Since the amount of steps is the same whether we go 1->n or n->1, working backwards will give us the same result.

Here's some recursion. I think it will work, but I'm not sure since I'm on my phone, I'll test it when I get home.

const steps = (n, acc = 0) =>
n === 1
? acc
: n % 2 === 0
? steps(n / 2, acc + 1)
: steps(n - 1, acc + 1)


I wrote two versions of this. The first one I wrote was an exhaustive search. Then I read some answers here and wanted to write up the solution @savagepixie had and compared them. They matched on all the numbers I tested on (up to 200 in the test case).
At first I wasn't convinced that the 'simpler' solution of counting down was gonna work, but I was definitely wrong! It performs way better than my exhaustive search and seems to be just as accurate

pub fn shortest_step_exhaustive_recurse(num: u64) -> Option<u64> {
fn recursive_helper(cur: u64, goal: u64) -> Option<u64> {
if cur == goal {
Some(0)
} else if cur > goal {
None
} else {
[cur + 1, cur * 2]
.iter()
.filter_map(|next_try| recursive_helper(*next_try, goal))
.map(|attempt| attempt + 1)
.min()
}
}

recursive_helper(1, num)
}

pub fn shortest_step_count_down(num: u64) -> Option<u64> {
if num == 0 {
None
} else if num == 1 {
Some(0)
} else if num % 2 == 0 {
Some(1 + shortest_step_count_down(num / 2)?)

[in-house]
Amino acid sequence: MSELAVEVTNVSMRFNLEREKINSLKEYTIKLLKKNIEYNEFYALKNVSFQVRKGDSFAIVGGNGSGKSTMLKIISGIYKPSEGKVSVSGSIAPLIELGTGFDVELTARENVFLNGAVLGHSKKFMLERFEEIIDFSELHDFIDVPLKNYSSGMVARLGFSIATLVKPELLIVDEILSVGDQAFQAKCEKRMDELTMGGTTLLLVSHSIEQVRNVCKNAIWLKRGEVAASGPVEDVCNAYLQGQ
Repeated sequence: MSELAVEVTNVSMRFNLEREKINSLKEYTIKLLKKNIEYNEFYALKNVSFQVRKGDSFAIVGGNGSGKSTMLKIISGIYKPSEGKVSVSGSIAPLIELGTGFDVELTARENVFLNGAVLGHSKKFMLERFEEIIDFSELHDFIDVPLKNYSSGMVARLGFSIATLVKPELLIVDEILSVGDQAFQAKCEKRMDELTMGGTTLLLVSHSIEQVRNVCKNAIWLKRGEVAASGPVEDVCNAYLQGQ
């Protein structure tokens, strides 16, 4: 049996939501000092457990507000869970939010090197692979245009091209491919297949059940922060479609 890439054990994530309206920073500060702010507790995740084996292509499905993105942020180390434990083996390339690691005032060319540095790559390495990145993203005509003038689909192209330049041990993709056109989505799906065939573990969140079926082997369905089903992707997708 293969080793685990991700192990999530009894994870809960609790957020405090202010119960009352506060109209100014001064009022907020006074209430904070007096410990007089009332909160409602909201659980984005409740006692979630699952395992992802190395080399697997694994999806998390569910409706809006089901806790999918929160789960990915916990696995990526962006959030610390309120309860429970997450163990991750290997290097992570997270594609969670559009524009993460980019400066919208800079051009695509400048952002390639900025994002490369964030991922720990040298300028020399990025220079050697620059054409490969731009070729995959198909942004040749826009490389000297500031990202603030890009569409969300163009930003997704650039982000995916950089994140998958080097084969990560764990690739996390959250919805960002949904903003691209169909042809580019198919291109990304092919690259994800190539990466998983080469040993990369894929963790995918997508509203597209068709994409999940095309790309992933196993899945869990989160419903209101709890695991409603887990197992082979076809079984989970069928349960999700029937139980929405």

} else {
Some(1 + shortest_step_count_down(num - 1)?)
}
}

#[cfg(test)]
mod tests {
use crate::*;

#[test]
fn all_algos_work_for_three() {
assert_eq!(shortest_step_exhaustive_recurse(3), Some(2));
assert_eq!(shortest_step_count_down(3), Some(2));
}

#[test]
fn all_algos_work_for_twelve() {
assert_eq!(shortest_step_exhaustive_recurse(12), Some(4));
assert_eq!(shortest_step_count_down(12), Some(4));
}

#[test]
fn all_algos_match_up_to_200() {
for i in 0..200 {
assert_eq!(
shortest_step_count_down(i),
shortest_step_exhaustive_recurse(i),
"Algos don't match for {}",
i
);
}
}
}



Elixir

defmodule Challenge do
def shortest_step(n) when n <= 1 do
0
end

def shortest_step(n) do
if rem(n,2) == 0 do
1 + shortest_step(div(n, 2))
else
1 + shortest_step(n-1)
end
end
end


First time doing anything on Elixir. It was fun :)

Elixir:

defmodule ShortestStep do
import Integer

@spec steps(non_neg_integer) :: non_neg_integer
def steps(start) when start > 0, do: do_steps(start)

@spec do_steps(non_neg_integer) :: non_neg_integer
defp do_steps(1), do: 0
defp do_steps(current) when is_odd(current), do: do_steps(current - 1) + 1
defp do_steps(current), do: do_steps(div(current, 2)) + 1
end


Recursive thinking is fun :)

JS using a bit of bitwise math


// Wow,.. fancy :|
step = n => (n&~1) >> ((~n)&1)    // note that they're ~'s, not -'s

// Count how many times we need to iterate step until it hits 0
countSteps = n => {
if (n<=0 || Math.floor(n)!==n) throw new Error(countSteps only accepts positive integers, \${n} was passed);

let count =0;
while (n=step(n)) count++;
return count;
}


(couple of edits to make it cleaner)

Here is the simple solution with Python:

def shortest_steps_to_num(num):
steps = 0
if num == 1:
return steps

while num != 1:
if num % 2 == 0:
num /= 2
num = int(num)
else:
num -= 1

steps += 1

return steps


Ruby:

number = 12

def step(n, step)
return step if n == 1

n = n % 2 == 0 ? n / 2 : n -= 1
step(n, step + 1)
end

puts step(number, 0)


:)

And here goes an ugly one!

a=(i)=>{t=-1;while(i){i%2?i--:i/=2;++t}return t}